Skip to content

Advertisement

Malaria Journal

What do you think about BMC? Take part in

Open Access

Identification, characterization and antigenicity of the Plasmodium vivax rhoptry neck protein 1 (Pv RON1)

  • Darwin A Moreno-Perez1, 2,
  • Marjorie Montenegro1,
  • Manuel E Patarroyo1, 3 and
  • Manuel A Patarroyo1, 2Email author
Malaria Journal201110:314

https://doi.org/10.1186/1475-2875-10-314

Received: 14 July 2011

Accepted: 24 October 2011

Published: 24 October 2011

Abstract

Background

Plasmodium vivax malaria remains a major health problem in tropical and sub-tropical regions worldwide. Several rhoptry proteins which are important for interaction with and/or invasion of red blood cells, such as Pf RONs, Pf 92, Pf 38, Pf 12 and Pf 34, have been described during the last few years and are being considered as potential anti-malarial vaccine candidates. This study describes the identification and characterization of the P. vivax rhoptry neck protein 1 (Pv RON1) and examine its antigenicity in natural P. vivax infections.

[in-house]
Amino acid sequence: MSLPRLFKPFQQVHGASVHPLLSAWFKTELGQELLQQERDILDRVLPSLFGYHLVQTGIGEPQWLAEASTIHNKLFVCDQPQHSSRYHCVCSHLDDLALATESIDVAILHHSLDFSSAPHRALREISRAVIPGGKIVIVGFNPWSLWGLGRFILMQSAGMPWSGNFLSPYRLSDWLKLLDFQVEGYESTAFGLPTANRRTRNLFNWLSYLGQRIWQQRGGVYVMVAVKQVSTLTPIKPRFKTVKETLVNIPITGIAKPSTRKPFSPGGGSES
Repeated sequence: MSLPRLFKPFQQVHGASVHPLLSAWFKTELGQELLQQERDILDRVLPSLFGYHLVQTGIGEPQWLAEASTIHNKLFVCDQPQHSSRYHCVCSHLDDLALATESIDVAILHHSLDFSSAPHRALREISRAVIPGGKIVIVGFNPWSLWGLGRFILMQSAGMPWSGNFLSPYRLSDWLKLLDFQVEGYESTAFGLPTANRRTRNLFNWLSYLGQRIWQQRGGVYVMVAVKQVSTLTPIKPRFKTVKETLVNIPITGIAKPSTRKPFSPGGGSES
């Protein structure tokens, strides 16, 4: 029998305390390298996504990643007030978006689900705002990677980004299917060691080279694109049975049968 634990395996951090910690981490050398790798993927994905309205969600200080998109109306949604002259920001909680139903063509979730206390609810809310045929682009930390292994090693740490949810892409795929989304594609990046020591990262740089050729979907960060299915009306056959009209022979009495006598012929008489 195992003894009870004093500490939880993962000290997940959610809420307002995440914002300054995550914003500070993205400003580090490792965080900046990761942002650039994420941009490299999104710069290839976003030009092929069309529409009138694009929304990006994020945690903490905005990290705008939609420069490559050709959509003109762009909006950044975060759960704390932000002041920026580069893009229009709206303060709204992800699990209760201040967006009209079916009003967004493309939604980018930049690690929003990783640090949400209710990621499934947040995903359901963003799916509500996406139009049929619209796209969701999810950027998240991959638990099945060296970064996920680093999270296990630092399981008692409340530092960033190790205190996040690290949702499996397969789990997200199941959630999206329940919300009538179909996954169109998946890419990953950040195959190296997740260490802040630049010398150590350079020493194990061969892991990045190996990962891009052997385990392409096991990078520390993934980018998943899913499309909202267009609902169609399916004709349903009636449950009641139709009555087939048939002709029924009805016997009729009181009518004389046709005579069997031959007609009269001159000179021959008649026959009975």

Methods

The Pv RON1 encoding gene, which is homologous to that encoding the P. falciparum apical sushi protein (ASP) according to the plasmoDB database, was selected as our study target. The pvron1 gene transcription was evaluated by RT-PCR using RNA obtained from the P. vivax VCG-1 strain. Two peptides derived from the deduced P. vivax Sal-I Pv RON1 sequence were synthesized and inoculated in rabbits for obtaining anti-Pv RON1 antibodies which were used to confirm the protein expression in VCG-1 strain schizonts along with its association with detergent-resistant microdomains (DRMs) by Western blot, and its localization by immunofluorescence assays. The antigenicity of the Pv RON1 protein was assessed using human sera from individuals previously exposed to P. vivax malaria by ELISA.

Results